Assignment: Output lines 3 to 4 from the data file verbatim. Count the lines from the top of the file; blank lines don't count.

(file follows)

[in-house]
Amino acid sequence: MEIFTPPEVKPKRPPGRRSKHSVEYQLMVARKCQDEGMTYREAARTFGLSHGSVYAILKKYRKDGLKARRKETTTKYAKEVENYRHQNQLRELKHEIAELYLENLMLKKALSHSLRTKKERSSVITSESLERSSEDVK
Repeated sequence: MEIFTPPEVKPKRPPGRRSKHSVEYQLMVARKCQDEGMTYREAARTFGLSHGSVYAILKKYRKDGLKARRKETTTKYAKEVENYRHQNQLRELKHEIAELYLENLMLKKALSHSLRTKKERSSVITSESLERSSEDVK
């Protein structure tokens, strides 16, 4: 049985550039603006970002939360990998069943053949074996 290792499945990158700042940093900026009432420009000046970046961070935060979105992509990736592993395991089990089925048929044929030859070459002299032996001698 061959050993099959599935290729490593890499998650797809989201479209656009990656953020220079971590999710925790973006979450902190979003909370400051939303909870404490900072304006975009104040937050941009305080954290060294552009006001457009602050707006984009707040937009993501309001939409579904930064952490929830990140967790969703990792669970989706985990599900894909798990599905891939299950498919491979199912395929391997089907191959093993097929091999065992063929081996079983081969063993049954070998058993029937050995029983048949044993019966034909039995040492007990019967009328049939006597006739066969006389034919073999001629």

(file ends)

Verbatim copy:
Repeated sequence: MEIFTPPEVKPKRPPGRRSKHSVEYQLMVARKCQDEGMTYREAARTFGLSHGSVYAILKKYRKDGLKARRKETTTKYAKEVENYRHQNQLRELKHEIAELYLENLMLKKALSHSLRTKKERSSVITSESLERSSEDVK
């Protein structure tokens, strides 16, 4: 049985550039603006970002939360990998069943053949074996 290792499945990158700042940093900026009432420009000046970046961070935060979105992509990736592993395991089990089925048929044929030859070459002299032996001698 061959050993099959599935290729490593890499998650797809989201479209656009990656953020220079971590999710925790973006979450902190979003909370400051939303909870404490900072304006975009104040937050941009305080954290060294552009006001457009602050707006984009707040937009993501309001939409579904930064952490929830990140967790969703990792669970989706985990599900894909798990599905891939299950498919491979199912395929391997089907191959093993097929091999065992063929081996079983081969063993049954070998058993029937050995029983048949044993019966034909039995040492007990019967009328049939006597006739066969006389034919073999001629």